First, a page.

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Thursday, January 18, 2018
HomeHealthCeteraYour Last Two Days of Life

Your Last Two Days of Life

Conversations around death and dying might sound morbid. However, no one lives forever. So if you knew you were dying, what type of care would you want to receive in your final days? Each year, thousands of individuals who have a life-limiting illness consider that question and choose hospice, a specialized home care service that offers support during the dying process. Conversely, so many terminally ill individuals do not opt for hospice. Is hospice care dismissed or delayed because we live in a death-denying society and entry into hospice requires the acceptance of death?

For those who are ready to accept the finality of their disease, hospice providers are available to assist patients with attaining the best quality of life throughout the dying process. Of course, individuals who are dying should be able to die with dignity and free from pain. But do all individuals receive high quality care throughout the entire length of service? During the last two days of life when organs start to fail and functional disabilities increase, some individuals and their families might not receive the hospice support they need.

One national study found that individuals who either lived in a rural area, were African American/Black or resided in a nursing home, were less likely to receive a visit during the last two days of life. What should you expect from hospice and what can you do to ensure that you or your loved one receives the high quality service that is so critical during the last two days of life? Dr. Joan Teno, a physician at the Cambia Palliative Care Center of Excellence and the author of Examining Variations by Professional Staff in the Last 2 Days of Life, joins me on Healthstyles to respond to those critical questions and provide valuable patient advocacy resources.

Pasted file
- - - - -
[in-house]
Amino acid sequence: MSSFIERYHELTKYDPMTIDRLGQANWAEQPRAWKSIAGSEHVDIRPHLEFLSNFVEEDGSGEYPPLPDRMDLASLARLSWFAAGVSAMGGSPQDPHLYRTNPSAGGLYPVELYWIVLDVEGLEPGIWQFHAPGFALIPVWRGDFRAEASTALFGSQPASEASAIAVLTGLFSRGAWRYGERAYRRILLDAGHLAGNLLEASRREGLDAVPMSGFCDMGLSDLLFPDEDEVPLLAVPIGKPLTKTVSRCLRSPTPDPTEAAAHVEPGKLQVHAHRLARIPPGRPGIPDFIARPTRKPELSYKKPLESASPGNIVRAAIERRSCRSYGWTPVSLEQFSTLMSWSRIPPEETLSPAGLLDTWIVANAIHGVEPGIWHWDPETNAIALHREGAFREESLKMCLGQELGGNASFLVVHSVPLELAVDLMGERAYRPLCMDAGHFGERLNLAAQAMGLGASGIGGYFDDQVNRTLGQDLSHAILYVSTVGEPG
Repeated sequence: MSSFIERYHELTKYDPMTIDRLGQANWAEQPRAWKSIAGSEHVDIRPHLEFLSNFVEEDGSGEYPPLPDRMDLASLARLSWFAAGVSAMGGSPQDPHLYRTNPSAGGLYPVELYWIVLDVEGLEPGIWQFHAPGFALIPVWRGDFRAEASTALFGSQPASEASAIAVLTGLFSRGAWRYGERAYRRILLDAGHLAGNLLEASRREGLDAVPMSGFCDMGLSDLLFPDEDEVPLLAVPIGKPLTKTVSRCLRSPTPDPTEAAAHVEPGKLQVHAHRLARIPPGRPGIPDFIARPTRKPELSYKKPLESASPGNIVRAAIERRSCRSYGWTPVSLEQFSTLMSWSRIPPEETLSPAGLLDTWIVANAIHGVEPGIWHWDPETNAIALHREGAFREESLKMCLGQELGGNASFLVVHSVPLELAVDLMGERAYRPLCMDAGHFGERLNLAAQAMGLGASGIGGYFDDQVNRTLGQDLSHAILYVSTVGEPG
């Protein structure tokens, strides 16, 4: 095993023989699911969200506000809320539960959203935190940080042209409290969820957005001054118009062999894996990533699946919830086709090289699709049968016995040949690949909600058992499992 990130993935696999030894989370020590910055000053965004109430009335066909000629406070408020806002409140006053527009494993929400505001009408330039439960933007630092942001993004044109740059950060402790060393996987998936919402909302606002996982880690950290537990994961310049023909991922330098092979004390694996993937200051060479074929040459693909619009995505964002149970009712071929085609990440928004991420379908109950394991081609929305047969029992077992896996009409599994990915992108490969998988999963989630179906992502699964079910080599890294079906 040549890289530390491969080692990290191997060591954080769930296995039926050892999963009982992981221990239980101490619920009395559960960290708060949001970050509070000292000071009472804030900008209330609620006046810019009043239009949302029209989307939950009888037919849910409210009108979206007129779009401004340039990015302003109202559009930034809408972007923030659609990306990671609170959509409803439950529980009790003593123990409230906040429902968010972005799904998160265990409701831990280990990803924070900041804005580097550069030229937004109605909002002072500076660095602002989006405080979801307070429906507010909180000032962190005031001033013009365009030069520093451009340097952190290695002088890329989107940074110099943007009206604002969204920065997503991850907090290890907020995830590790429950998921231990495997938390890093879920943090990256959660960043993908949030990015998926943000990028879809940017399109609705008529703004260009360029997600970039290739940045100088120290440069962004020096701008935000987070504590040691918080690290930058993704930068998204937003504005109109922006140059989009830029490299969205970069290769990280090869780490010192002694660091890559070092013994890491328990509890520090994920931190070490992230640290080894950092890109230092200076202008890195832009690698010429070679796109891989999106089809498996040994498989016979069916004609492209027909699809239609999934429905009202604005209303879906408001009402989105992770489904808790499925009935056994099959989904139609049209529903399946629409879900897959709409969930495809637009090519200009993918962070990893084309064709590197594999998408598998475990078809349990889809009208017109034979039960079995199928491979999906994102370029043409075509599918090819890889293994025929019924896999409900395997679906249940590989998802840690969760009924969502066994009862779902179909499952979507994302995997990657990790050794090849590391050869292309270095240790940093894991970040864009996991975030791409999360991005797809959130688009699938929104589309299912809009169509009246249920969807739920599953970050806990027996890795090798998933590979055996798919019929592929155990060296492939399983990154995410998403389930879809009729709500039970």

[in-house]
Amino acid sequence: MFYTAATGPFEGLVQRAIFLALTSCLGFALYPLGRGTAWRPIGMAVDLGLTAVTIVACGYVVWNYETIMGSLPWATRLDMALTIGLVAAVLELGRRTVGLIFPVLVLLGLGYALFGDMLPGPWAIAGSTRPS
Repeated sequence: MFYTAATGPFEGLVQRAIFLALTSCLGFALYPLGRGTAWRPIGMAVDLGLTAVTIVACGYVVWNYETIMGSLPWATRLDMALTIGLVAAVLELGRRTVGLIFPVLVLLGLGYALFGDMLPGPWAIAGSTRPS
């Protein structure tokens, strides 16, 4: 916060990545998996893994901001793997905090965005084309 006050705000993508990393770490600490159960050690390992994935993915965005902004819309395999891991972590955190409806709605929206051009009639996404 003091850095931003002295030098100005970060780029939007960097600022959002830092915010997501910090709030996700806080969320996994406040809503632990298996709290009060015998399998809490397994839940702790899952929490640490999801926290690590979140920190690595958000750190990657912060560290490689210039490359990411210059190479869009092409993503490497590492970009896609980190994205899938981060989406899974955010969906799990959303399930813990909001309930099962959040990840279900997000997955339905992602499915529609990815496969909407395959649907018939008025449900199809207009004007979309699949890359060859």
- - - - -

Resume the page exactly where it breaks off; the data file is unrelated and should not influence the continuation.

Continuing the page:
Tune in to WBAI or listen to the interview with Dr. Joan Teno by clicking the link below.


Written by

Kenya V. Beard, EdD, AGACNPBC, NP-C, CNE, ANEF, is a 2012 Josiah Macy Faculty Scholar, an associate professor at City University of New York School of Professional Studies and a faculty scholar for the Harvard Macy Institute Program for Educators in Health Professions. She is the founding director of the Center for Multicultural Education and Health Disparities and a fellow of the New York Academy of Medicine. Dr. Beard, a social justice advocate, recognizes the difficult yet critical dialogues needed to address health inequities. Her Multicultural Education Training workshops have built the capacity of hundreds of educators and health care providers and given them the requisite skills to combat health care disparities, create inclusive learning environments and facilitate race-related dialogues. She is currently exploring unconscious bias and the extent to which it affects the ability of health care providers to align discipline-specific values with actions and advance health equity policies.

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